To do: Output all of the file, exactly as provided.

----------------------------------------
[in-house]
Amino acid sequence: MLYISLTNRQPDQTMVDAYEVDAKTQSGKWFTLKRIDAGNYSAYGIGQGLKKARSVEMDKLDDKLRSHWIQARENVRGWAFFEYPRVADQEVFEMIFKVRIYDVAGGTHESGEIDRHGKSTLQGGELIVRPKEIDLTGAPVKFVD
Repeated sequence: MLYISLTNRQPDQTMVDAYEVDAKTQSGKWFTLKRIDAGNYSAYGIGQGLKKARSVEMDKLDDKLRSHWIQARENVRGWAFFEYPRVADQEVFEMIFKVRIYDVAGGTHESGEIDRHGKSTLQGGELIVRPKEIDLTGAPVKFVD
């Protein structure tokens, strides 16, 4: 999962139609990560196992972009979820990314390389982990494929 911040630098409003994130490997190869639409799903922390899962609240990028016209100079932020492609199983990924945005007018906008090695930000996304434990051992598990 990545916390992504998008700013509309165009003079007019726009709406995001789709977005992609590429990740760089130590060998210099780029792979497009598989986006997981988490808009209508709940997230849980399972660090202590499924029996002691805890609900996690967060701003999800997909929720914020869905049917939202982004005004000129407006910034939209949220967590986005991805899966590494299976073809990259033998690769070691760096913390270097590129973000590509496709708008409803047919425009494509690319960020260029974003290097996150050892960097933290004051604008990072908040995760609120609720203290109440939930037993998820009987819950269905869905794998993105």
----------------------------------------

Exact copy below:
[in-house]
Amino acid sequence: MLYISLTNRQPDQTMVDAYEVDAKTQSGKWFTLKRIDAGNYSAYGIGQGLKKARSVEMDKLDDKLRSHWIQARENVRGWAFFEYPRVADQEVFEMIFKVRIYDVAGGTHESGEIDRHGKSTLQGGELIVRPKEIDLTGAPVKFVD
Repeated sequence: MLYISLTNRQPDQTMVDAYEVDAKTQSGKWFTLKRIDAGNYSAYGIGQGLKKARSVEMDKLDDKLRSHWIQARENVRGWAFFEYPRVADQEVFEMIFKVRIYDVAGGTHESGEIDRHGKSTLQGGELIVRPKEIDLTGAPVKFVD
């Protein structure tokens, strides 16, 4: 999962139609990560196992972009979820990314390389982990494929 911040630098409003994130490997190869639409799903922390899962609240990028016209100079932020492609199983990924945005007018906008090695930000996304434990051992598990 990545916390992504998008700013509309165009003079007019726009709406995001789709977005992609590429990740760089130590060998210099780029792979497009598989986006997981988490808009209508709940997230849980399972660090202590499924029996002691805890609900996690967060701003999800997909929720914020869905049917939202982004005004000129407006910034939209949220967590986005991805899966590494299976073809990259033998690769070691760096913390270097590129973000590509496709708008409803047919425009494509690319960020260029974003290097996150050892960097933290004051604008990072908040995760609120609720203290109440939930037993998820009987819950269905869905794998993105």